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United Airlines to dismiss 593 workers who refused COVID-19 vaccines

United Airlines to dismiss 593 workers who refused COVID-19 vaccines

A United Airlines passenger jet takes off with New York City as a backdrop, at Newark Liberty International Airport, New Jersey, on Dec 6, 2019. (Photo: REUTERS/Chris Helgren)

NEW YORK: United Airlines will dismiss nearly 600 employees who refused to comply with a requirement to be vaccinated for COVID-19, company officials said on Tuesday (Sep 28).

Besides the 593 workers who refused to get vaccinated, another 2,000 employees have also requested a medical or religious exemption to the vaccine requirement, company officials said. That is about three percent of United's 67,000-person workforce.

The big US carrier said it was pleased with the overall impact of the policy. In early August, United announced that all US employees would be required to receive the vaccine and upload their vaccine card into the company's system.

More than 99 per cent of the remaining US staff complied with the requirement, according to a memo to employees from United Chief Executive Scott Kirby and President Brett Hart.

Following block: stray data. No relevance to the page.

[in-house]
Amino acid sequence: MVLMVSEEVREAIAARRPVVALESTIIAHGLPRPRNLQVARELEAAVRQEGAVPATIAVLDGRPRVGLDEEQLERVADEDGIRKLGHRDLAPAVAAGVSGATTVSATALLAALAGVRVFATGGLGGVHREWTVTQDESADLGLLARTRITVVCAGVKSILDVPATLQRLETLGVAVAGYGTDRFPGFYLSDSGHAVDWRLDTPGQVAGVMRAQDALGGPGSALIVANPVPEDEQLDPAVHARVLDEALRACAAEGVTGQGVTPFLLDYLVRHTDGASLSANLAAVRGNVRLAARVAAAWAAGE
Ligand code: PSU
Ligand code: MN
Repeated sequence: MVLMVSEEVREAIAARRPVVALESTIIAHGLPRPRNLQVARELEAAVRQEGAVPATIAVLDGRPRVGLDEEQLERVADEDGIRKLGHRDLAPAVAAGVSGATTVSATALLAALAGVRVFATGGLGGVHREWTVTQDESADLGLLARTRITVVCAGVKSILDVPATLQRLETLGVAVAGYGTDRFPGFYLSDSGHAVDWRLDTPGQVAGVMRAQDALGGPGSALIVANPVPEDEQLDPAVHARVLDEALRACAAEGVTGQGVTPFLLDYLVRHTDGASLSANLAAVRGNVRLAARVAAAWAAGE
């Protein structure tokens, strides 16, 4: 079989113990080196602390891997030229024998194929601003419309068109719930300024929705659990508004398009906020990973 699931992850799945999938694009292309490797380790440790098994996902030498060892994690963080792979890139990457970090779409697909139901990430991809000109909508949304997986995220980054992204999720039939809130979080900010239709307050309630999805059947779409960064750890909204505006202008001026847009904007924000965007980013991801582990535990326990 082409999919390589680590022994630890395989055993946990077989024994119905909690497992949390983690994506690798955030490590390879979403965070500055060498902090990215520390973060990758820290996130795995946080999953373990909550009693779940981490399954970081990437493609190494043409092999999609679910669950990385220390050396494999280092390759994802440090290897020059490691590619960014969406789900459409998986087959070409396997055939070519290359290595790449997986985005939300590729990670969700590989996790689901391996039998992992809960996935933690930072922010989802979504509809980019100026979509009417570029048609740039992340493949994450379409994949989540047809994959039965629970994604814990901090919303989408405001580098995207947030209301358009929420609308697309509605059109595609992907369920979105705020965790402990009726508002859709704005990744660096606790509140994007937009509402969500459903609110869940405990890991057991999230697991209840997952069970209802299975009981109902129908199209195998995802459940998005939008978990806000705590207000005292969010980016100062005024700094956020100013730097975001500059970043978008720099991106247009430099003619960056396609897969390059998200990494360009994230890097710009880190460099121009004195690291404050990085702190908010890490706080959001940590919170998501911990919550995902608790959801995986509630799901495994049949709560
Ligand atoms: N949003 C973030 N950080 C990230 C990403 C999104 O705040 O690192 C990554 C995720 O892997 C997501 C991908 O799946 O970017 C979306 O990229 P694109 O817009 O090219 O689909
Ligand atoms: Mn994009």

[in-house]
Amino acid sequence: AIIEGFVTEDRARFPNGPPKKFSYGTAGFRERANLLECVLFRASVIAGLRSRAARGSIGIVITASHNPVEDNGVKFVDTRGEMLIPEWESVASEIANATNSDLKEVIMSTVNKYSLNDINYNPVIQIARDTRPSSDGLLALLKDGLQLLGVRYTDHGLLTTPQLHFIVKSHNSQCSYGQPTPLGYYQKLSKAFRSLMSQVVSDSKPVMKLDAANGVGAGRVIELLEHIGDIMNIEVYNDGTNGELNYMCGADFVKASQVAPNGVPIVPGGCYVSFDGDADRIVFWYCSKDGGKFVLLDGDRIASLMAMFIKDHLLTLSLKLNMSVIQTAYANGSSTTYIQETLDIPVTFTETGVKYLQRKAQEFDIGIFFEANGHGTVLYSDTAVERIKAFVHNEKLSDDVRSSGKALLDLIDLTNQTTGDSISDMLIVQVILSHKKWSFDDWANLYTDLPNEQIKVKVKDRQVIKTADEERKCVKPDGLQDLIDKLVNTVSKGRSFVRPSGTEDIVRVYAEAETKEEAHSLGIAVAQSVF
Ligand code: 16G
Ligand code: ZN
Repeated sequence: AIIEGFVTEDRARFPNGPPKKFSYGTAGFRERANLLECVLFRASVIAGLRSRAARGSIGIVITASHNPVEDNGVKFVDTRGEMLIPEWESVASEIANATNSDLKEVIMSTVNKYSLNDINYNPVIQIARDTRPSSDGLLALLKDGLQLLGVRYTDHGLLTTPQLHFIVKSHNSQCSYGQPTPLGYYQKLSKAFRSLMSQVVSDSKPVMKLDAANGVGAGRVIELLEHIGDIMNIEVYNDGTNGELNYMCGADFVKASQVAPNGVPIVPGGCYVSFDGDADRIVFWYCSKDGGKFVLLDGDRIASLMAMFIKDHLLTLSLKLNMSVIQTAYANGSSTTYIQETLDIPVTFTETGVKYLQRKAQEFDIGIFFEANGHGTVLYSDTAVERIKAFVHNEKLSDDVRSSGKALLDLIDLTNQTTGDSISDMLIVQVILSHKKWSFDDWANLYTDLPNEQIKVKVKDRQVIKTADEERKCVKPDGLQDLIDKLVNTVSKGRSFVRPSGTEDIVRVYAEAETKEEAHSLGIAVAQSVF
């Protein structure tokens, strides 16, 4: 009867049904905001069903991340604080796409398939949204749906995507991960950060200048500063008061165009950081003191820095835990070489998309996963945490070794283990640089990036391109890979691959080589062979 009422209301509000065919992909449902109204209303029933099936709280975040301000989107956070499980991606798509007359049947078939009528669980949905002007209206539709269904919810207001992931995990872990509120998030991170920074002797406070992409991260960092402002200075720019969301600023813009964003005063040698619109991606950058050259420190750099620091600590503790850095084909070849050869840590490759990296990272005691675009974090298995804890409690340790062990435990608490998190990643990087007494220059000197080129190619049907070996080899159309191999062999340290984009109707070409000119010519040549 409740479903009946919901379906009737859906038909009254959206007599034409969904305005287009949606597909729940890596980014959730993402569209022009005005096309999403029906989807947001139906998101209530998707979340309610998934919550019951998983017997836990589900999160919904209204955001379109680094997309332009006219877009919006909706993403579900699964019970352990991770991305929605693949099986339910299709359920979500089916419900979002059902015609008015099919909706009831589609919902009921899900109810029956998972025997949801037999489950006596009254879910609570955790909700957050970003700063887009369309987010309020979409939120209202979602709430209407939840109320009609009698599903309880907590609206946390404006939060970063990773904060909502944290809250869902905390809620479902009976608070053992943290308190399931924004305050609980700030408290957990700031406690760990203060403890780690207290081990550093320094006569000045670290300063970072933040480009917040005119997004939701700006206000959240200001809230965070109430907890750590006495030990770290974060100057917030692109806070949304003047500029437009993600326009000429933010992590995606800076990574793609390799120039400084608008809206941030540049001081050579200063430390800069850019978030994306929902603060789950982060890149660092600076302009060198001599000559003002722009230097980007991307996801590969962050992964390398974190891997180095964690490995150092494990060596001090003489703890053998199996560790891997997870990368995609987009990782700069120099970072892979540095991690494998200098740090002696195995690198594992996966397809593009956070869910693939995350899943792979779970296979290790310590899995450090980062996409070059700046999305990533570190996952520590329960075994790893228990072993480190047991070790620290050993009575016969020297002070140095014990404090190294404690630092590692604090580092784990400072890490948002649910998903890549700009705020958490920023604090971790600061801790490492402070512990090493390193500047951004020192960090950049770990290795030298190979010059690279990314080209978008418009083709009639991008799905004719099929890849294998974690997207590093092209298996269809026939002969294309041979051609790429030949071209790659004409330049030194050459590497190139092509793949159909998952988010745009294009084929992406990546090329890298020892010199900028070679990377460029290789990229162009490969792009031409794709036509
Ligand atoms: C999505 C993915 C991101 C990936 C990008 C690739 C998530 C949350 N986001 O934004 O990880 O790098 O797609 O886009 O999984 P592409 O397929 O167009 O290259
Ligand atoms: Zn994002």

The airline is working on its policies for employees who have requested exemptions, citing a pending court case on the matter.

"This is a historic achievement for our airline and our employees as well as for the customers and communities we serve," said the memo. "Our rationale for requiring the vaccine for all United's US-based employees was simple - to keep our people safe - and the truth is this: everyone is safer when everyone is vaccinated, and vaccine requirements work."

United said it would follow the requirements of agreements with unions as far as employee dismissals for people who refused vaccines.

"For the less than one percent of people who decided to not get vaccinated, we'll unfortunately begin the process of separation from the airline per our policy," the memo said. "This was an incredibly difficult decision but keeping our team safe has always been our first priority."

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Source: AFP/ec


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